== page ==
DHAKA (Reuters) - The leader of Bangladesh’s main opposition party threatened retaliation if local elections being held this week are not conducted fairly.
Bangladesh has been marred by months of violence, much of it attacks against vehicles during transport blockades organized by the opposition. More than 120 people have been killed and hundreds injured.
Campaigning in the upcoming elections for Bangladesh’s two main cities, Dhaka and Chittagong, ends at midnight on Sunday, with voting on Tuesday. The elections are supposed to be nonpartisan, but both the ruling Awami League and the opposition Bangladesh Nationalist Party directly supported candidates.
“We participated in the election as a test case to judge how far the government and the election commission are non-biased,” Begum Khaleda Zia, the leader of the Bangladesh Nationalist Party and a former prime minister, said on Sunday.
The BNP refused to take part in last year’s general election, saying it was rigged.
Last week, Khaleda’s motorcade was attacked as she was addressing an election rally. Her own car was hit by gunshots.
“It was bullet proof car, otherwise that day I could be killed,” she said.
“My workers and supporters are constantly facing harassment,” said Tabith Awal, the BNP-supported candidate for Dhaka North City Corporation.
Out of 36 candidates for councilor in North Dhaka, legal cases were brought against 11 candidates for councilor, and three candidates were arrested, Tabith told Reuters.
Tabith had more than 100 volunteers and up to 300 workers when the campaign began, he said, “but now due to continuous harassment it came down to only five volunteers and sometime I don’t find any workers.”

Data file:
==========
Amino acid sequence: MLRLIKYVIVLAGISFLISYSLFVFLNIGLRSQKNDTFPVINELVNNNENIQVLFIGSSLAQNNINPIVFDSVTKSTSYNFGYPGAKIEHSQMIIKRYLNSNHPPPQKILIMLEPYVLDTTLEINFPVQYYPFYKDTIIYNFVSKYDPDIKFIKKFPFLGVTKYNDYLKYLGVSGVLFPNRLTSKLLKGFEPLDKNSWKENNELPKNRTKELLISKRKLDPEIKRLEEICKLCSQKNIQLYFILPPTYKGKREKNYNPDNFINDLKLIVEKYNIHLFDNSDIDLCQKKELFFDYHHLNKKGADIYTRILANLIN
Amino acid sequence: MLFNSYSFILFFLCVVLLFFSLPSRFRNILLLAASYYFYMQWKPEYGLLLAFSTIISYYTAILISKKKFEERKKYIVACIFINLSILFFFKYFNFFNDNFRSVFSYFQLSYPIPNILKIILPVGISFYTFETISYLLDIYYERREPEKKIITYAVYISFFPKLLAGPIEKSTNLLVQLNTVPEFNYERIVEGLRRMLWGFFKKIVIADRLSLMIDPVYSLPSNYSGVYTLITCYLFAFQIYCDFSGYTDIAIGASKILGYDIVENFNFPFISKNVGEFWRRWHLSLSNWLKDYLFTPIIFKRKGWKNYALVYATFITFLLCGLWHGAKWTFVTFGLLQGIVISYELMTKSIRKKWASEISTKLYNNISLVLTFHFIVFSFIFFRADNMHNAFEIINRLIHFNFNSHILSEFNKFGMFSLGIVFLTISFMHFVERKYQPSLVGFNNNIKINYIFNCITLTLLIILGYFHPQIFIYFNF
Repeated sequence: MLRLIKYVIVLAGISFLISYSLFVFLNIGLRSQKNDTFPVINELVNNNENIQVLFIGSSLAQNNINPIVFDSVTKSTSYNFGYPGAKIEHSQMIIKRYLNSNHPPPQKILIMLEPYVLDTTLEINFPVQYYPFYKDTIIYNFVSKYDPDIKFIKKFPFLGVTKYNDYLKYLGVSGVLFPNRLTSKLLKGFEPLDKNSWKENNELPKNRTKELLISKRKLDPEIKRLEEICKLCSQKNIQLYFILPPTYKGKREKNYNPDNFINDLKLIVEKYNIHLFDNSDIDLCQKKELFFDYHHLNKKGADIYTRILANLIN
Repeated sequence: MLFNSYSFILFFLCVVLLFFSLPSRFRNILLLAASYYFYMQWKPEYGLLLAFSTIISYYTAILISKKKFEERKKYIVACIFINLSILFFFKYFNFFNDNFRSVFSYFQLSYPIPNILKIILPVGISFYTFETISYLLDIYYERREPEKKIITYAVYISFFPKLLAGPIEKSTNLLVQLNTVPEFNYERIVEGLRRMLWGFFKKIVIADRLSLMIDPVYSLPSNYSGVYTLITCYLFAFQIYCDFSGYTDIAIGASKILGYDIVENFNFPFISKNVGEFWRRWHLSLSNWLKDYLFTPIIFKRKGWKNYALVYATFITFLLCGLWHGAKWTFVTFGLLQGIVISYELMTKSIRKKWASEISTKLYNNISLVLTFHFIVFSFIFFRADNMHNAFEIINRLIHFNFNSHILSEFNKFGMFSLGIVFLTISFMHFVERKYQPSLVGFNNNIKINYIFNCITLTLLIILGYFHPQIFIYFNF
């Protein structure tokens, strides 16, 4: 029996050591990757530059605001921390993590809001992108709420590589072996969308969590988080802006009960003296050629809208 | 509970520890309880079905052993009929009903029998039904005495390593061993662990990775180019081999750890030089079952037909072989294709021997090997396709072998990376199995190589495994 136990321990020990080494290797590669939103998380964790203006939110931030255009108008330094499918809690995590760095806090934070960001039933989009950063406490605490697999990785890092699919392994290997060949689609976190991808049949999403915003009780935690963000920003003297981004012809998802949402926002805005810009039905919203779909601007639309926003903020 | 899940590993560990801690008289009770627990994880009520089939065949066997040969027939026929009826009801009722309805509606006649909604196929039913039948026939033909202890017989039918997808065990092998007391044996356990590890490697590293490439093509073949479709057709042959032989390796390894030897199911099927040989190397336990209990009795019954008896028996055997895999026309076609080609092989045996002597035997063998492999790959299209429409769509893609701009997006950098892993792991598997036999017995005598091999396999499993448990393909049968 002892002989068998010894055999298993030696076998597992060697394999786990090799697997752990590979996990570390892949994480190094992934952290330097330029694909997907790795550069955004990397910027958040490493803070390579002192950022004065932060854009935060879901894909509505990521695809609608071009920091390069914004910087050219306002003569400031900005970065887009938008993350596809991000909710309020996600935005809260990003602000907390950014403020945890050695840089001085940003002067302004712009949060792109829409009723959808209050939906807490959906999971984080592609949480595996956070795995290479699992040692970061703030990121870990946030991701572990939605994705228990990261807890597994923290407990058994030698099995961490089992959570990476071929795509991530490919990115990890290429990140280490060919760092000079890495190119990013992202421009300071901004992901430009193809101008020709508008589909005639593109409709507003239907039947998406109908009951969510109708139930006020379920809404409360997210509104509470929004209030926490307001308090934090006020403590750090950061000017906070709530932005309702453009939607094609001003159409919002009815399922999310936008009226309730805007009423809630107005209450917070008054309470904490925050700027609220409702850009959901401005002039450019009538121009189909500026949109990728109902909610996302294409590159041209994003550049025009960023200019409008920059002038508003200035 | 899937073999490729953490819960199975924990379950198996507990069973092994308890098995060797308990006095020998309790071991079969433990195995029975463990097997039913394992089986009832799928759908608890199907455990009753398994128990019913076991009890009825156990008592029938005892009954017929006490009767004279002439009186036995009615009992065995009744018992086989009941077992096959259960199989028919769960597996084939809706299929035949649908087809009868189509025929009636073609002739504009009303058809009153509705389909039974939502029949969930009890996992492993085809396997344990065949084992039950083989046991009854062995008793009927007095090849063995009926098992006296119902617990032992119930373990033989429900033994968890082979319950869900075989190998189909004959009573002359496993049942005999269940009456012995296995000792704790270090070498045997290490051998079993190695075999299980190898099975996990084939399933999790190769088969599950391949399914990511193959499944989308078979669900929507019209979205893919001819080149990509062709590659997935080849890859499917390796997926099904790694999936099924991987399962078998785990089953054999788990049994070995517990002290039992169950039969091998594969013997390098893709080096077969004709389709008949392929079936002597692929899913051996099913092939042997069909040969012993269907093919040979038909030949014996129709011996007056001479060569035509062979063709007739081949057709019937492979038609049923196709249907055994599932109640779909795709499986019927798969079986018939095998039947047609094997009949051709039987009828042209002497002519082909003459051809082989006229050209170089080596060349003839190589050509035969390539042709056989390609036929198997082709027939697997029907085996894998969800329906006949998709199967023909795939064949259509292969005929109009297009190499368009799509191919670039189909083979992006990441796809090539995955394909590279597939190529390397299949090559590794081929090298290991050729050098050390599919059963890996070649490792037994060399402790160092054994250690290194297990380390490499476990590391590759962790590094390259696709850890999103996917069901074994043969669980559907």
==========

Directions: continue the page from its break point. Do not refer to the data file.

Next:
Prime Minister Sheikh Hasina Wajed has refused BNP demands that she step down. Instead, she has tightened her grip by arresting key opposition leaders and clamping down on media criticism of her government.
Bangladeshi politics has been mired for years in rivalry between Hasina and Khaleda. Both women are related to former national leaders and they have alternated as prime minister for most of the past two decades.
Khaleda, 69, faces charges of instigating the violence, which is estimated to have cost Bangladesh the equivalent of 0.55 percent of its national output.
Earlier this month, Khaleda was granted bail in two graft cases she is fighting. She denies any wrongdoing and says the charges against her and the BNP are politically motivated.
Prime Minister Sheikh Hasina said in a separate press conference on Sunday the people of Bangladesh would not respond to Khaleda any more.“None will respond to the call of Khaleda,” Hasina said in an apparent reference to the BNP chief’s electioneering in favor of the BNP-blessed mayoral candidates.
Reporting By Serajul Quadir; Editing by Larry King